Can established gunmakers help smart guns in uphill push? (VIDEO)

It was a moment of great national pride for some when news broke more than four years ago that Osama bin Laden, the mastermind behind the 9/11 attacks, had been killed by American special forces.

Though he doesn’t like to take credit for it, German gunmaker Ernst Mauch designed the HK416 rifle a Navy SEAL reportedly used to take down the Saudi terrorist. Mauch spent some 30 years at Heckler & Koch, where he conceived the M4 carbine, an improvement on the previous Colt model, for the U.S. military.

“I didn’t design it specifically to kill Osama bin Laden, so I can’t take credit for that,” Mauch said modestly during an escalator ride in San Francisco’s Palace Hotel earlier this week.

Mauch joined fellow gunmaker Jonathan Mossberg and others at an annual smart gun symposium hosted by Washington Ceasefire and the Smart Tech Challenges Foundation to discuss advancement of the technology seeking to personalize gun ownership.

An American, Mossberg is a third generation gun maker. His company, iGun Technology Corp, has been building a smart shotgun since 1999. The long gun is paired with a ring to enable only authorized users to fire its cartridges.    

Mauch was recently caught in the middle of a firestorm of protest from the gun rights community after designing a gun which used radio frequency to prevent unauthorized use. The iP1 pairs with a watch and deactivates when the two are separated.

Though the gun was ready for sale, political and social pressure caused Los Angeles’ Oak Tree Gun Club to reverse its decision to carry the firearm and it disavowed any knowledge of the iP1 or Armatix, the company where Mauch spent nine years as an engineer, before departing on less than good terms last year. Mauch declined to comment on his separation from Armatix, but the reason reportedly was because of a disagreement.

The political fervor over the iP1 itself was likely caused by a 2002 New Jersey law, mandating the exclusive sale of smart guns should one that meets the state’s definition of a “personalized gun” be sold anywhere else in the country. Worry spread through the gun rights community that the iP1 would trigger the New Jersey mandate, sending a ripple effect of legislation across the country.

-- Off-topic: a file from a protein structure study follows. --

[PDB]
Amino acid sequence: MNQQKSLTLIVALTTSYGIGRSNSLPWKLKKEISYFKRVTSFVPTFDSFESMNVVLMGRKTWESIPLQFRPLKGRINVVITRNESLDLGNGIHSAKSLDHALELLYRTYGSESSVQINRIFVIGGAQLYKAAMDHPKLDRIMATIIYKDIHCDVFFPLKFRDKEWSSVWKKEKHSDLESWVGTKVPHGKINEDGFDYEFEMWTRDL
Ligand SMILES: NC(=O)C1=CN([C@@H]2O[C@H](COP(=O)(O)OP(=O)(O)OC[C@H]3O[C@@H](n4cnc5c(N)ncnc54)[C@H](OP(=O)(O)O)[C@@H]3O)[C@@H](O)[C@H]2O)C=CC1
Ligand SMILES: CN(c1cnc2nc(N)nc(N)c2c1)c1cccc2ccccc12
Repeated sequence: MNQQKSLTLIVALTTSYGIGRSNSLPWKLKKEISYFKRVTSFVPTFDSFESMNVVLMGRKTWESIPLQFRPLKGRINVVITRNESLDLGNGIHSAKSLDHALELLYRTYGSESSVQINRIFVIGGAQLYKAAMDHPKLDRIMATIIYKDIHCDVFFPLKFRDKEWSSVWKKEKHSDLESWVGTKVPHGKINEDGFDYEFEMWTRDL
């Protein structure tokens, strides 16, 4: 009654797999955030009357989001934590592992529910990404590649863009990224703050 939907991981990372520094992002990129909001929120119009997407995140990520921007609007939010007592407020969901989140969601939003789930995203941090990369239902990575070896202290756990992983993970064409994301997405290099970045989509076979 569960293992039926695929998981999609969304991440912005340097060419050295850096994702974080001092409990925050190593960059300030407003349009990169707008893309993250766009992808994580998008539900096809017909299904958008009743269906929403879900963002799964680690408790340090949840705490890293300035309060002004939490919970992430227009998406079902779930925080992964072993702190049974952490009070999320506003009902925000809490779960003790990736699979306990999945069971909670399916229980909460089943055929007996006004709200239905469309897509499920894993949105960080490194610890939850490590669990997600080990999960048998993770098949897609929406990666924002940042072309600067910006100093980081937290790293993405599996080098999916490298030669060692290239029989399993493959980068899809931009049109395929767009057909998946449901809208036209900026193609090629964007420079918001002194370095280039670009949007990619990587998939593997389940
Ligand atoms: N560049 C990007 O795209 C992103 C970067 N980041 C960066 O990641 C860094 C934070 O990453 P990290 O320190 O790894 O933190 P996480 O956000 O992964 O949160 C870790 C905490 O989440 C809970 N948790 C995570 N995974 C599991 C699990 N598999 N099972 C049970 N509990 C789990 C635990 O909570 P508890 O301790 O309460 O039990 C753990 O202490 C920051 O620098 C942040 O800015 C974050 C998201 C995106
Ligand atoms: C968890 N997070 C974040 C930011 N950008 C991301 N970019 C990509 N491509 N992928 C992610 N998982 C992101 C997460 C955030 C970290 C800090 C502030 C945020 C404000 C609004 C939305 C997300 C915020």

State Attorney General John Jay Hoffman in November 2014 temporarily put that fear to rest by declaring the iP1 didn’t meet the statutory definition because the smart gun could be fired by an unauthorized user in several scenarios.

Legislation has since been introduced and passed in the state Senate softening the mandate to require at least one smart gun be carried by all dealers in New Jersey once a model has been sold in the U.S. The National Rifle Association and gun industry representative the National Shooting Sports Foundation says the rollback bill doesn’t go far enough and the mandate law should be repealed.

Johns Hopkins University professor Stephen Teret co-wrote the bill. He declined to comment on a point raised by the gun groups that the mandate could prove financially burdensome to many small businesses, but said he did recognize the concern. It’s an issue raised by students participating in clinics with a focus on writing legislation to mandate smart gun implementation.  

Considered the godmother of the New Jersey mandate, Senate Majority Leader Loretta Weinberg doubled down on her support of the new bill, which she was the primary sponsor of. When asked if she thought provisions were needed to ensure small gun dealers be protected from the financial burden carrying an unsold smart gun could prove – smart gun manufacturers or taxpayers subsidizing the cost — she told “no.”

The naysayers have done everything possible to halt the research and marketplace for this technology,” Weinberg said in a Facebook message. “Let’s get it developed and to the market and we will then be able to evaluate anything else that needs to change.”

The iP1, a .22-caliber, cost $1,800 retail, a fact that has alone caused many to scoff at the smart technology’s incorporation into “dumb guns.”

Though Mossberg has been working on smart guns since well before many others and has since joined an effort staunch conservative gun rights advocates consider contrary to their core beliefs, the gun manufacturer feels vindicated in his quest to get his shotguns mass produced for the U.S. market. He said he would need approximately $5 million to do so and is actively seeking funding. 

Mossberg told he also wants to see the New Jersey mandate go away.

“As a businessman, wouldn’t you love your product mandated? Regardless of the financial gain to me, I am dead set against that. I don’t want any mandate at all. Basically, government, don’t help me, don’t hurt me, get out of my way and let the public choose what they want to have.”

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